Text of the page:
- gelatin powder (or gelatin sheets), water, vase (any tall skinny container), straws (or something to serve as a sticks), tape, and a microwave.

- For this project, pink food coloring (I used liquid food coloring, not gel or oil-based; not sure if this matters with gelatin.)

- Optional: pump to fill balloons






I used gelatin powder because I had it around. First, you put some gelatin powder in a bowl and some water. I wasn't paying too much attention in this attempt at how much water I was putting in the bowl, which will become important later. You stir it together. Then you let the gelatin powder+water bloom (sit there at room temp) for ~5 min. In this project, you also add pink food coloring. As I mentioned above, I used liquid food coloring, not gel or oil-based; not sure if this matters with gelatin.





While the gelatin is blooming, you prepare the balloons+straws/sticks. You fill the balloons up. When you are making them for a cupcake, you don't want to make the balloon too big or they won't fit on the cupcake.


You tape the balloons to a straw or stick. In most of the videos I saw and in this one, they use disposable straws in the different videos, which are all the same height. I just used straws or sticks/handles I had in my apartment. I actually found this worked better because this random assortment was different heights, which gave more room for the balloons when they were drying. I recycled this plastic container that my lemonade packets came in to use as a vase.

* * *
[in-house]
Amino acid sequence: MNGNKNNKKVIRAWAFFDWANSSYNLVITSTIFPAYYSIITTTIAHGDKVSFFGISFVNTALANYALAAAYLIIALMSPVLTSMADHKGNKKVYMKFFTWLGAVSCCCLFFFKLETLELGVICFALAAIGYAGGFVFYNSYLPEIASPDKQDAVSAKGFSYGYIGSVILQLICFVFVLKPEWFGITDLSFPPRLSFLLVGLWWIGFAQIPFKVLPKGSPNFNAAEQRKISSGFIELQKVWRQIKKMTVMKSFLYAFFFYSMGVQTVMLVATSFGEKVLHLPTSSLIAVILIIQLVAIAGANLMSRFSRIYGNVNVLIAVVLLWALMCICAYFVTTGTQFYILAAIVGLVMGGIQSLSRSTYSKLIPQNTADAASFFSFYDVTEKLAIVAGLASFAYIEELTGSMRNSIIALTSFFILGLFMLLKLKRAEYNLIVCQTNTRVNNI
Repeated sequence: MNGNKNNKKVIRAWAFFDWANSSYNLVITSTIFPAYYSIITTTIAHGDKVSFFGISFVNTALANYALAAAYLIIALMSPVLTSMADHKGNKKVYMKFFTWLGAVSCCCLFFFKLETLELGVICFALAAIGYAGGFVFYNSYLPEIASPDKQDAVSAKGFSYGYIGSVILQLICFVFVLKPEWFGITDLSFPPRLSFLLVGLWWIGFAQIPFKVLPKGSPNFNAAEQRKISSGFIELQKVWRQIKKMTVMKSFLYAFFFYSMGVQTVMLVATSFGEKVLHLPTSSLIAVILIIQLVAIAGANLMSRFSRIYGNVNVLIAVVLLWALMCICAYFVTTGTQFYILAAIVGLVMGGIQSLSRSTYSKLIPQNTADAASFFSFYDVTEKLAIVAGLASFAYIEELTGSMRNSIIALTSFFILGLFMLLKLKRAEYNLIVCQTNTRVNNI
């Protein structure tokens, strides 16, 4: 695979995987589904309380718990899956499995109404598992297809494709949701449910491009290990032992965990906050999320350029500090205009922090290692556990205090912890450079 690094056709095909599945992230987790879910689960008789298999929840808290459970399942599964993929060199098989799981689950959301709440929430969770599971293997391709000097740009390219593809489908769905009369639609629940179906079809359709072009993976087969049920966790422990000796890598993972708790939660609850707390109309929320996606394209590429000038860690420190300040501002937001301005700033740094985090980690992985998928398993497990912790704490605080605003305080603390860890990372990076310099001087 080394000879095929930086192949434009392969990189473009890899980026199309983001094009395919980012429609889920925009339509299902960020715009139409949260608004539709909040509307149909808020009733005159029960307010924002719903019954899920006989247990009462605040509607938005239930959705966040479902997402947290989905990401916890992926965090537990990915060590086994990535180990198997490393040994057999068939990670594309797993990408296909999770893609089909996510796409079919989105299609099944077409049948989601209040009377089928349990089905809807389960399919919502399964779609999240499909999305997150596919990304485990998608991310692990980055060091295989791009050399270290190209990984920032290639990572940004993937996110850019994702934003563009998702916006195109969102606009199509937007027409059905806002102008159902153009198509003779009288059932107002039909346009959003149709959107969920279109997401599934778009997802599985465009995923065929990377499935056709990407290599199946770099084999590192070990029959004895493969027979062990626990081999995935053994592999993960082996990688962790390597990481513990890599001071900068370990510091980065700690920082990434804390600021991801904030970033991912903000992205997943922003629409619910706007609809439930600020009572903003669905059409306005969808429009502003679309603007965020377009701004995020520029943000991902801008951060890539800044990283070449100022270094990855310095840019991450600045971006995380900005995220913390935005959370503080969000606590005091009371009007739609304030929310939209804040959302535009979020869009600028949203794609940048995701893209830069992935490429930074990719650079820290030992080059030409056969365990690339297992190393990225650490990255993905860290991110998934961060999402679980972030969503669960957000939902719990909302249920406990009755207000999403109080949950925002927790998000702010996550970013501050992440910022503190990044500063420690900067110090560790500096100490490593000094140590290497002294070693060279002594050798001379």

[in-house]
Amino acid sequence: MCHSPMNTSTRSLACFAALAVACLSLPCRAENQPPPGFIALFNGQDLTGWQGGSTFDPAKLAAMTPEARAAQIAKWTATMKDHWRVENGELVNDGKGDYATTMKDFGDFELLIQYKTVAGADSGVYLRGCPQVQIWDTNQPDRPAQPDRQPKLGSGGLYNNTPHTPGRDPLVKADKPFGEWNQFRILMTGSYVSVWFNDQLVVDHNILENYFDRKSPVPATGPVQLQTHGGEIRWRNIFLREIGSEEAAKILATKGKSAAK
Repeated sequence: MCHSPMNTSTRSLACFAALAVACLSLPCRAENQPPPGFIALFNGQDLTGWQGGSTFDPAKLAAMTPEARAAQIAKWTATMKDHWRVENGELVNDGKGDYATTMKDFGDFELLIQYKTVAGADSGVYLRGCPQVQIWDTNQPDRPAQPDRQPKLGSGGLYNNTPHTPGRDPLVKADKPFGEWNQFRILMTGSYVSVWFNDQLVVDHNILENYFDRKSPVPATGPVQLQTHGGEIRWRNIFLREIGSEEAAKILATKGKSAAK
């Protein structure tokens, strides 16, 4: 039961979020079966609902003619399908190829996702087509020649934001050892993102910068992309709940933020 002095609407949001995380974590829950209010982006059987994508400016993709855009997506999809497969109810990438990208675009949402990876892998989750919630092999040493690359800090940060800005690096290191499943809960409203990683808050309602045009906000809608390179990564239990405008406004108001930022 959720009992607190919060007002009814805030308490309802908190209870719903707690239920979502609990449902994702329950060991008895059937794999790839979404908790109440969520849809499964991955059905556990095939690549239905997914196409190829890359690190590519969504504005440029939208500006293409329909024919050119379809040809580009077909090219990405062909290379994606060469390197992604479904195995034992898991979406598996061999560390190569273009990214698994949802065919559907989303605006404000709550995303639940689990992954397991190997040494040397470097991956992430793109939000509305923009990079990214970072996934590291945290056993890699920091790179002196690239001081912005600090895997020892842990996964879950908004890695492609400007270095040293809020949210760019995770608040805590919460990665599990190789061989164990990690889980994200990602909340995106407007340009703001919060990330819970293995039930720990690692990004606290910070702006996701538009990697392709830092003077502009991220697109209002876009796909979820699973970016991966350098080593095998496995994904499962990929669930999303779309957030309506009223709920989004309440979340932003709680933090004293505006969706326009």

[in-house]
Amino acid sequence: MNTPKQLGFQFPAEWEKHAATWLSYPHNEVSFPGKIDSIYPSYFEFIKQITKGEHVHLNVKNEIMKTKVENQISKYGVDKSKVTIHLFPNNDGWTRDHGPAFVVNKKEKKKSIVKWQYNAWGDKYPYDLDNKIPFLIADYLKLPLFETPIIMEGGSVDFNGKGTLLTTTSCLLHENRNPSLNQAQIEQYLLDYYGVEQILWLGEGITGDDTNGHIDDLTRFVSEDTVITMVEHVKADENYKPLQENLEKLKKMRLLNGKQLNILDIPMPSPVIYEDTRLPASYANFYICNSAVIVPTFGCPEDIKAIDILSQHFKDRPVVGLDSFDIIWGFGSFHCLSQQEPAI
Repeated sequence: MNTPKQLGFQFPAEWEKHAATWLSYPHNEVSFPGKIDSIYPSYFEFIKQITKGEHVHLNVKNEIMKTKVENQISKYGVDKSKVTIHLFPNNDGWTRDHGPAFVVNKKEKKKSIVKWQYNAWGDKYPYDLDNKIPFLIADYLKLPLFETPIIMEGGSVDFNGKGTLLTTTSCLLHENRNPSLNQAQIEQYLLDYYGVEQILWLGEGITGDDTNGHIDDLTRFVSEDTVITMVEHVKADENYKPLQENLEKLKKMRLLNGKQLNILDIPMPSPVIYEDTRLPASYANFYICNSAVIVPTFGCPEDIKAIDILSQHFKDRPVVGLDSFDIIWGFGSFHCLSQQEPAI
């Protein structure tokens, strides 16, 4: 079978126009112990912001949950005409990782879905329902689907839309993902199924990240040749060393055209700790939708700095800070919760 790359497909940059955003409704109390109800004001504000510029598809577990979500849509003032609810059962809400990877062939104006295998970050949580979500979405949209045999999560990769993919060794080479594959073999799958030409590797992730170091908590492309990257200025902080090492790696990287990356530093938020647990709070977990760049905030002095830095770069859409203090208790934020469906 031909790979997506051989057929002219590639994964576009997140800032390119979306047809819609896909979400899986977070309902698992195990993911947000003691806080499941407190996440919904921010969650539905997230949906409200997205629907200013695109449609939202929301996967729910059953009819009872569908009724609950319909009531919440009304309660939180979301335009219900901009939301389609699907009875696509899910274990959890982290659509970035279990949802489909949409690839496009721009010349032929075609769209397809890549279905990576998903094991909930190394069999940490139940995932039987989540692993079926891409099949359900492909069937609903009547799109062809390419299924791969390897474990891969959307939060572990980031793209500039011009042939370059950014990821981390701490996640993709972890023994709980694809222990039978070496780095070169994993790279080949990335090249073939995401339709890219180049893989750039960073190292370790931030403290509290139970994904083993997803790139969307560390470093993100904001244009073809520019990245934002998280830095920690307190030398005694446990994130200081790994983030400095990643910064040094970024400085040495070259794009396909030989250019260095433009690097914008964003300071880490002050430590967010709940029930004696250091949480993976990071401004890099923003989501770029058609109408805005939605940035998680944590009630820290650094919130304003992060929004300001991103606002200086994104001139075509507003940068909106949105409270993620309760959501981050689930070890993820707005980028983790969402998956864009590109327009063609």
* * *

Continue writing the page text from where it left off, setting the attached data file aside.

When the gelatin+water is done blooming, then you microwave at 15-second or 30-second interval until it's all dissolved. (You could do this step in the stove and some videos show that.) You let it cool down for 1-2 minutes, so it's not too hot, then you coat the balloons with the gelatin mixture and let them set overnight.



The gelatin+water mixture I had made was so thin that it wouldn't even coat the balloons (left). I added another packet or 2 to the existing mixture I had prepared to thicken it up. (right)





That seemed to work better. I didn't really pay attention to my dipping technique either. I just kind of put them in a bowl. After I was finished, I put them aside to let them set overnight.






RESULT: Success / Fail, maybe more of a success. :)


We are good at this? / We are good at this. I got bubbles! But they were pretty thin and transparent. So they looked different than the video. More photos below.